As a young child, I remember my family saying grace together at the dining table before eating dinner. It was usually always the same, very common grace: “Come lord Jesus, be our guest. And let these gifts to us be blessed.” Those words still ring clearly in my soul, like a favorite lullaby or the words to the Lord’s Prayer. It was the same prayer my father’s father said every time the extended Andersen family gathered for a meal together. I can imagine it was a prayer passed down from his father, and his father before that. And my father repeated it to me as way to remember the faith and tradition of our family every day when we gathered for a meal. It was a beautiful way to pause the hustle and bustle of daily life and just remember to take time for God’s presence in our family.
Until we stopped, that is.
I can’t really place my finger on when we stopped saying grace together. It was probably somewhere between moves #2 and #3. My parents, both lawyers in the government at that point, were very busy. It wasn’t that we stopped making time for family, but that family time shifted into something besides the traditional sitting-down-at-the-family-table thing. And when we did get the chance to sit down at a table to eat together, nobody wanted to stop the flow to say a worn-out prayer. The food smelled too good, the pre-dinner chatter too enjoyable to stop and regurgitate what felt by then like an overly rehearsed bit of play-acting. Just continuing to enjoy the moment of family togetherness felt more genuine.
And that’s fine, I guess, but if we can’t make time for God together as a family during these increasingly infrequent moments of togetherness, when do we make time to be together with God? How do we go about creating opportunities for family spiritual practice in a way that feels genuine? What does a modern-day grace sound like?
I can only speak for myself, but I know for me saying grace often makes me feel uncomfortable. Not so much because I’m out of practice, but more because the emphasis on thanksgiving in a grace doesn’t make me feel grateful so much as painfully aware of how much others don’t have. Asking God to bless our meal or thanking God for giving us our food strikes a bit too close to prosperity gospel for me, that somehow I am being rewarded for my faith in God with food on my table, even while others with more enthusiastic faith than mine have none. I can’t give thanks for a meal with a joyous heart anymore, not without feeling the weight of knowing someone else somewhere in this world is going hungry while I’ll probably be making room in my fridge for the leftovers.
But something kinda incredible happened when I let my discomfort with my own abundance take over during grace. I stopped listing all the things I have and just started feeling God’s presence at the table. Yes, I felt God’s presence in the meal I was about to eat, but I also felt God’s presence in knowing that someone else wasn’t eating. I felt God’s presence in having my husband with me, but I also felt God’s presence in being aware that someone else was alone. I felt God in the gift of my health, my studies, my career, but I also felt God’s presence in realizing that many were struggling just to make it through each day.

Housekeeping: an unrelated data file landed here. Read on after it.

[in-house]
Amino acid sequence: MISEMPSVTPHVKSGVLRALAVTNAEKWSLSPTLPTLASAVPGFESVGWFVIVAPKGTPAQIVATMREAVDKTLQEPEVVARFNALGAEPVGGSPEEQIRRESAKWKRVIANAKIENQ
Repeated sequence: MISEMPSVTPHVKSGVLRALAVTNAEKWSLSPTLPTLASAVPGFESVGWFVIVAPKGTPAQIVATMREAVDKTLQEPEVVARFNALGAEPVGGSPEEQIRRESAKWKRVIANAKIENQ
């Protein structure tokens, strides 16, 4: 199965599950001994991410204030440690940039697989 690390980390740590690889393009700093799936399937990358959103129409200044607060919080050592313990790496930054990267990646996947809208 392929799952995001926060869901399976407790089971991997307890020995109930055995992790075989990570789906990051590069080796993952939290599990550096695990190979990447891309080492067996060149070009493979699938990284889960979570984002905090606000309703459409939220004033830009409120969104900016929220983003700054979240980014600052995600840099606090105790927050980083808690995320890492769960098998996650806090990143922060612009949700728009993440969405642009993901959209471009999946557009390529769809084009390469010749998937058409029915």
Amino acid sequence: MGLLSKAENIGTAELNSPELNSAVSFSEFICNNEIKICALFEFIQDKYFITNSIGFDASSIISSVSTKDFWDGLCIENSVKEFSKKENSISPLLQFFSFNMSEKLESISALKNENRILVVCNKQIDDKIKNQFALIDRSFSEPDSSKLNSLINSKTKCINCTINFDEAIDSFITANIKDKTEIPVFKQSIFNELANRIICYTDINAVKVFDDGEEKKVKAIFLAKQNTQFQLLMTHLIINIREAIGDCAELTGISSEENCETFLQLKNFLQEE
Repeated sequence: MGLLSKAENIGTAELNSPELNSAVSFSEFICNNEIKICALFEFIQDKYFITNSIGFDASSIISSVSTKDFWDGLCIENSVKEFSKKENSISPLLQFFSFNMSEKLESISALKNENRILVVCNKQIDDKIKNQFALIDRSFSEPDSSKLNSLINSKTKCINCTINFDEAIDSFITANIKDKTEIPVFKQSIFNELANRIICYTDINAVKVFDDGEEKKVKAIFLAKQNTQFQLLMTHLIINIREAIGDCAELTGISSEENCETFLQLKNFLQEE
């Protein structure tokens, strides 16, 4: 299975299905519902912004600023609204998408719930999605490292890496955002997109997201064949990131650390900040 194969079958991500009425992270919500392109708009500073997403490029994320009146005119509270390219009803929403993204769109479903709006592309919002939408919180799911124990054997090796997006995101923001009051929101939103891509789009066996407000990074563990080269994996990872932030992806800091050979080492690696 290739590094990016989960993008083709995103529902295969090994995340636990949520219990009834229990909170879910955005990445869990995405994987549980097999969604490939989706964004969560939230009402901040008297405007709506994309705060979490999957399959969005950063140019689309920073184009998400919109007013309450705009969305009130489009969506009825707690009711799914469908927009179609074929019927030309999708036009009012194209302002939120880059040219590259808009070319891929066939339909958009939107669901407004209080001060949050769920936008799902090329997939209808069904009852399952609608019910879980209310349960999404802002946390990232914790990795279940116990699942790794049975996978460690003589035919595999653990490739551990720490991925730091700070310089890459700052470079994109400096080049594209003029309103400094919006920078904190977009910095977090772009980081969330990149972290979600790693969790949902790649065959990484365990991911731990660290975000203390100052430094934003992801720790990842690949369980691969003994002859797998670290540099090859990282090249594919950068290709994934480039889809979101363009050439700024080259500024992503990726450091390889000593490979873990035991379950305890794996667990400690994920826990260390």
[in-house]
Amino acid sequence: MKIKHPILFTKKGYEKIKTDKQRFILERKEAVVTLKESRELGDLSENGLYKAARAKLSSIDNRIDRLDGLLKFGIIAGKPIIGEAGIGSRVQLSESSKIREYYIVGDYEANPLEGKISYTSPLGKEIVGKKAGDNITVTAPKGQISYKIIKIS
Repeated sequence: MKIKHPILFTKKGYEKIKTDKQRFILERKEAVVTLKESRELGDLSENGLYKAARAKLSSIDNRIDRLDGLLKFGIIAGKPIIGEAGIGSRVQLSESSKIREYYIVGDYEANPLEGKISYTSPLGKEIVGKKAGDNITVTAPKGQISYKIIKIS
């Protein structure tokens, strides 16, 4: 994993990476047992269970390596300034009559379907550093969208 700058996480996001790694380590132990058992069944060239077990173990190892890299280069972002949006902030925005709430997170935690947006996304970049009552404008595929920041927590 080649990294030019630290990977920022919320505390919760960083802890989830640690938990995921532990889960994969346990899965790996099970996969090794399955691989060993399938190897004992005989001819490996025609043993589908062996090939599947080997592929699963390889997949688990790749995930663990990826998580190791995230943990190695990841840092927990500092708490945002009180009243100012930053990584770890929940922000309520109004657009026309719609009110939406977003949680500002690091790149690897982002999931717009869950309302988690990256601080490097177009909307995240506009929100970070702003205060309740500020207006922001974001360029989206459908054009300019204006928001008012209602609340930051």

At the heart of it, I think saying grace should be less about giving thanks for our abundance and more about giving thanks for God. After all, it’s not really about the dishes being served, it’s about the connection we have to each other as members of the community of God seated together around the table and around the world. It’s about that moment when Jesus broke bread and poured wine with his followers and reminded us that we are all one in the body of Christ. Saying grace is about setting aside two minutes to devote to feeling the presence of God in our lives, enriching us, lifting us up, and constantly restoring us to righteousness.
When you think about it, saying “grace” really should be about, well, grace. It should be about God being with us in our brokenness, about God welcoming us to the table, cracked and imperfect as we are. It should be about feeling the Spirit even when we feel we are at our most unworthy. It should be about the gift of grace which God gives to us so abundantly and which lets us live in glorious community with one another.
Saying grace is a deeply personal thing. I don’t have the answer for how grace should look in your family. But I know for me and my family, grace will involve a lot less talking and lot more feeling as I use grace as an opportunity to connect with the rest of God’s world and my place in it.